Category Archives: Compliance

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NC Governor Cooper “Bans the Box” for State Jobs

Category : Compliance

Effective Nov. 1st, 2020, candidates for most state jobs in North Carolina will no longer be required to disclose criminal convictions on their employment applications. Governor Cooper’s executive order will ban most state agencies from asking about an applicant’s criminal record until the person has received an interview. This is being done to ensure that candidates are not screened out of the hiring process before they have an opportunity to prove their merit.

It should be noted that the requirement does not currently apply to private companies. Some state positions, like Law Enforcement, will still require candidates to disclose their records. It also does not mean that a criminal conviction relevant to the role that the candidate applies for cannot be used to make an employment decision after a conditional job offer is extended.

Furthermore, Cooper said he wants the Department of Administration to look at the feasibility of having state contractors implement these policies as well. This means that employers working with the state (and other employers in general) may want to review their policies in the event that the ban the box requirement is extended to cover their businesses as well.

If you’re an employer and you have questions on how to update your background screening processes, contact CRC’s sales team at (877) 272-0266.

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ICE Extends I-9 Compliance Flexibility, No More Extensions for Employers to Respond to NOIs Served in March

Category : Compliance

The Department of Homeland Security (DHS) and U.S. Immigration and Customs Enforcement (ICE) have extended the I-9 requirement flexibility accommodations that were issued in March until August 19. Also, ICE announced that no additional extensions will be granted to employers who were served Notices of Inspection (NOIs) by ICE during March 2020.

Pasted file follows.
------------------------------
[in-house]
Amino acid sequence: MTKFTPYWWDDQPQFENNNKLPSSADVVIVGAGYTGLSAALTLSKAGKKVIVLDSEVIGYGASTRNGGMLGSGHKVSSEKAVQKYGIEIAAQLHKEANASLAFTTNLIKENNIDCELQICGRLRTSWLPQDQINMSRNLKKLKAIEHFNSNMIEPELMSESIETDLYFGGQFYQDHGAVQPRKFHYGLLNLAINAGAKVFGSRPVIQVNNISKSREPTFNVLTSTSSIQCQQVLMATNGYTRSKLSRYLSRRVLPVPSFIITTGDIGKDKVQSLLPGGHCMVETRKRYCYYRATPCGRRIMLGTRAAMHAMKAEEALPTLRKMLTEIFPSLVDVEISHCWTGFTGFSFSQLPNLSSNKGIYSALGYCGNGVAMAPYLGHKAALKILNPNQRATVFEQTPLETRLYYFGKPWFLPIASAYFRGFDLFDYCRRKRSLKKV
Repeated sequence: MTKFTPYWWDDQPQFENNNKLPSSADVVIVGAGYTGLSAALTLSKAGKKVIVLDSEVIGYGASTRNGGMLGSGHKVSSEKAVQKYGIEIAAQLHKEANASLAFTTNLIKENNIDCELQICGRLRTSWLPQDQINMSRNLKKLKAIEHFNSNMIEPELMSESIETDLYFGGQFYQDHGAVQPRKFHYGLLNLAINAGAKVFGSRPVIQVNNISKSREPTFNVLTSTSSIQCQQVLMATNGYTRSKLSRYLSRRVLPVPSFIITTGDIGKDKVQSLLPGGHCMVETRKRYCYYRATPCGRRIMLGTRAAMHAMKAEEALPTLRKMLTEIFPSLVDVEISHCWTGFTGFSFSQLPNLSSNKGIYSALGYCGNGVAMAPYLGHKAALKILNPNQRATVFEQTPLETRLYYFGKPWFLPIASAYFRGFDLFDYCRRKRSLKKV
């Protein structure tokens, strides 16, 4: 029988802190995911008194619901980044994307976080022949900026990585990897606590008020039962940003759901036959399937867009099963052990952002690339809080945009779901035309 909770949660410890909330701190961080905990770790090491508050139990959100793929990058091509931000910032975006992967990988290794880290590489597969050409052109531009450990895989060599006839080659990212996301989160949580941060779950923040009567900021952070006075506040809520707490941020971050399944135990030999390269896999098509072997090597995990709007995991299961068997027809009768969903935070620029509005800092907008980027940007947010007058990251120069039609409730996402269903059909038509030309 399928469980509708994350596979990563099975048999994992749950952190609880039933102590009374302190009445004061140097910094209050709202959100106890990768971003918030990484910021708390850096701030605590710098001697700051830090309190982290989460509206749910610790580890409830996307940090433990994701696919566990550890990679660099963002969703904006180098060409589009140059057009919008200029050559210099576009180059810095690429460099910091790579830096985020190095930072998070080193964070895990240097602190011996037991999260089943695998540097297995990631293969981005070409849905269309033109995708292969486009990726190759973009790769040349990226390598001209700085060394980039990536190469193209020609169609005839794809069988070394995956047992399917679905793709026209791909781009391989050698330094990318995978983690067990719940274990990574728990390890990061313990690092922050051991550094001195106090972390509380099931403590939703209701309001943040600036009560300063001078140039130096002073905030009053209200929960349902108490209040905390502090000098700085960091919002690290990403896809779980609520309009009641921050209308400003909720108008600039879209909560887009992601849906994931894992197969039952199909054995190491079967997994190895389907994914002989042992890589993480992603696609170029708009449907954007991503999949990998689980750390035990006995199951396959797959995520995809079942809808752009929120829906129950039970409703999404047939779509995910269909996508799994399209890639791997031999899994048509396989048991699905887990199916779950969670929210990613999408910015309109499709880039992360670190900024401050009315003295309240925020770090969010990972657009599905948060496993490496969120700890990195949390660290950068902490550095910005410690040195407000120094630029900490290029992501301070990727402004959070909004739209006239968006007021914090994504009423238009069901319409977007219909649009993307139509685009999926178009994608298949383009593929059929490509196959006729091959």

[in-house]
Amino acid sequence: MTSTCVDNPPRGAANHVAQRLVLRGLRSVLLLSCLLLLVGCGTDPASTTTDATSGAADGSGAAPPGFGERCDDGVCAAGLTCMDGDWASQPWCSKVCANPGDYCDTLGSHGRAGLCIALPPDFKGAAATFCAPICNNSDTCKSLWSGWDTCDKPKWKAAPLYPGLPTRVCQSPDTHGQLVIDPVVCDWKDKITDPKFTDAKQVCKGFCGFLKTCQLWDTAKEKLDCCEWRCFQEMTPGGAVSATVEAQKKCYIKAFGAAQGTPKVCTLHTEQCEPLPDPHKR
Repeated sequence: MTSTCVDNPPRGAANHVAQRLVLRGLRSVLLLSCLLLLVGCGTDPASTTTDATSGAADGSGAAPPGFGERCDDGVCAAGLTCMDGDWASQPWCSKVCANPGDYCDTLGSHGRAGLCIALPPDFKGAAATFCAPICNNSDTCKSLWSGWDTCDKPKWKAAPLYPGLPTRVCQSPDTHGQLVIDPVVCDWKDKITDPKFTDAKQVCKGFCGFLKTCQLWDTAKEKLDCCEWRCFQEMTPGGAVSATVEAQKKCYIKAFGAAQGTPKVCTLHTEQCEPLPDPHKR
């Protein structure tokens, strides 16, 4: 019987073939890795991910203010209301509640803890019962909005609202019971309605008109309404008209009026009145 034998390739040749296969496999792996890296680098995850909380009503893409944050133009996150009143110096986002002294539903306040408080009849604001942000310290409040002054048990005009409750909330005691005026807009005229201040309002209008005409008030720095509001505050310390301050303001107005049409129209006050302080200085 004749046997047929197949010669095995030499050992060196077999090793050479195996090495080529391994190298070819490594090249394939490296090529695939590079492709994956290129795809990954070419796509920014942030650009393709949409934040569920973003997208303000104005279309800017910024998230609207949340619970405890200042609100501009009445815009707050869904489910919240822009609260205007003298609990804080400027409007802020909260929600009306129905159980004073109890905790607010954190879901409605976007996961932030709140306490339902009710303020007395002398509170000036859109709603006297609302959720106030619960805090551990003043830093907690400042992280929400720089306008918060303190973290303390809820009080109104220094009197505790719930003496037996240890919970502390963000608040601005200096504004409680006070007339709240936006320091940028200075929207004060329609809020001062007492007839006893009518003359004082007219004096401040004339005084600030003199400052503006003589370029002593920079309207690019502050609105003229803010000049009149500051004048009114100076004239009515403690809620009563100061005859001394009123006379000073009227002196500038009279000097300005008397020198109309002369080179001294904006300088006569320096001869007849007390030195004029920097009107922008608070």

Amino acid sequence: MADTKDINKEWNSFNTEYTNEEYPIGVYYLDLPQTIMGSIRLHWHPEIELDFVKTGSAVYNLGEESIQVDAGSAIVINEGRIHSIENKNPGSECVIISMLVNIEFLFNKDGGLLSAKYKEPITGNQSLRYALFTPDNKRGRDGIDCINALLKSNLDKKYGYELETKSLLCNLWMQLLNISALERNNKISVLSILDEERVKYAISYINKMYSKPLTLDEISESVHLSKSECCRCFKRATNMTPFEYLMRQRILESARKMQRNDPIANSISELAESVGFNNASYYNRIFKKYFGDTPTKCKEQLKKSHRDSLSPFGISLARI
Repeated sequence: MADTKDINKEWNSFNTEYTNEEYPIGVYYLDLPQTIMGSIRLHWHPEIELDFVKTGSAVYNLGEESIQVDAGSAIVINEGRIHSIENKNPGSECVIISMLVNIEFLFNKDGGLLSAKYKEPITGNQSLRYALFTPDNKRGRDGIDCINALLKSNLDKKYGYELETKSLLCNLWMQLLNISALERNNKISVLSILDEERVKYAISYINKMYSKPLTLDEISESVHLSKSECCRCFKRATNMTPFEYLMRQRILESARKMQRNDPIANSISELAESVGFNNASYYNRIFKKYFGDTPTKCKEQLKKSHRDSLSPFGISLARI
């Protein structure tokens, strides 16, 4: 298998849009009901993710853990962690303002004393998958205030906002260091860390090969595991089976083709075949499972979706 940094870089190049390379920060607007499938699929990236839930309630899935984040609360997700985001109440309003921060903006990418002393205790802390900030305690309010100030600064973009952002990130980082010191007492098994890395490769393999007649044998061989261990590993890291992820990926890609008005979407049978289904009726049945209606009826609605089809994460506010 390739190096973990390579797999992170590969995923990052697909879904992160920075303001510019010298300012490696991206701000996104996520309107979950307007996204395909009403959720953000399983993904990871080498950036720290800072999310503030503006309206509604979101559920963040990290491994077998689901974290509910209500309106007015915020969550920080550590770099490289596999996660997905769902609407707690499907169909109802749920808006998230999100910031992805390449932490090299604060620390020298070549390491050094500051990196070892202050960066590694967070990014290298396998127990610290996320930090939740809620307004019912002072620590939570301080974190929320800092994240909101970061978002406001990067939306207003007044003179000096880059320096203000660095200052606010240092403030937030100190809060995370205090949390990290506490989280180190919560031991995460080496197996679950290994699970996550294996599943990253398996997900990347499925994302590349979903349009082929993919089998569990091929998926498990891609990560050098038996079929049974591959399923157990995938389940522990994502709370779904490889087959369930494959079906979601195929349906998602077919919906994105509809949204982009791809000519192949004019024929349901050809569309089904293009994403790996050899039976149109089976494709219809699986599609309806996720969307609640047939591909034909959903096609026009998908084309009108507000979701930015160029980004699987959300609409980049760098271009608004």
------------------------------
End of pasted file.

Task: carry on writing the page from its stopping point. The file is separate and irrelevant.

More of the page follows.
As mentioned in our previous article, DHS is allowing employers that have implemented physical proximity policies due to Covid-19 to verify an employee’s identity documents remotely. E-Verify participants who meet the criteria and choose the remote inspection option should continue to follow current guidance and create cases for their new hires within three business days from the date of hire.

As a reminder, if you’re an employer that utilizes CRC’s online I-9 form documentation service, you can utilize additional features we’ve made to help reduce the burden of organizing and tracking this update. We’ve added a checkbox in the top of section 2 titled “Operating remotely physical inspection delay COVID-19.” Checking this box will allow the employer to upload a copy of the documents. Once normal operations resume, customers are notified to complete their physical inspections and mark them as complete on their forms.

In response to these ongoing extensions, CRC will be hosting a webinar where we’ll discuss these updates as well as strategies that HR personnel can use to stay in compliance. The webinar will be held on July 29 at 3:00 PM EST and interested parties can register by clicking here.

If you have any questions about this announcement or CRC’s I-9 fulfillment, please reach out to our Sales team.